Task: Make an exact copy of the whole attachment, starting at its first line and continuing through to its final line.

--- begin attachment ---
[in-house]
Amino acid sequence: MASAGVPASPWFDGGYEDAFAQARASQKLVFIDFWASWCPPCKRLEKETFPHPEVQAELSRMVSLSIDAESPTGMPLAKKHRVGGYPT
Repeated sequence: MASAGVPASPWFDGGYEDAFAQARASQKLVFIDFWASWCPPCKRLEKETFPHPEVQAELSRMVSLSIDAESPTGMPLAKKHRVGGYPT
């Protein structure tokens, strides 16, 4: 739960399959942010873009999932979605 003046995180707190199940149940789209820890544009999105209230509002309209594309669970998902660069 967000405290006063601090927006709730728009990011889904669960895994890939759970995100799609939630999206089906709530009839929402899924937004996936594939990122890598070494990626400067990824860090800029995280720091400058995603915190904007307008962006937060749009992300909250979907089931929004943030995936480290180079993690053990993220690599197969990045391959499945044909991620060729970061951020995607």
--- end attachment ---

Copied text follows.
[in-house]
Amino acid sequence: MASAGVPASPWFDGGYEDAFAQARASQKLVFIDFWASWCPPCKRLEKETFPHPEVQAELSRMVSLSIDAESPTGMPLAKKHRVGGYPT
Repeated sequence: MASAGVPASPWFDGGYEDAFAQARASQKLVFIDFWASWCPPCKRLEKETFPHPEVQAELSRMVSLSIDAESPTGMPLAKKHRVGGYPT
């Protein structure tokens, strides 16, 4: 739960399959942010873009999932979605 003046995180707190199940149940789209820890544009999105209230509002309209594309669970998902660069 967000405290006063601090927006709730728009990011889904669960895994890939759970995100799609939630999206089906709530009839929402899924937004996936594939990122890598070494990626400067990824860090800029995280720091400058995603915190904007307008962006937060749009992300909250979907089931929004943030995936480290180079993690053990993220690599197969990045391959499945044909991620060729970061951020995607």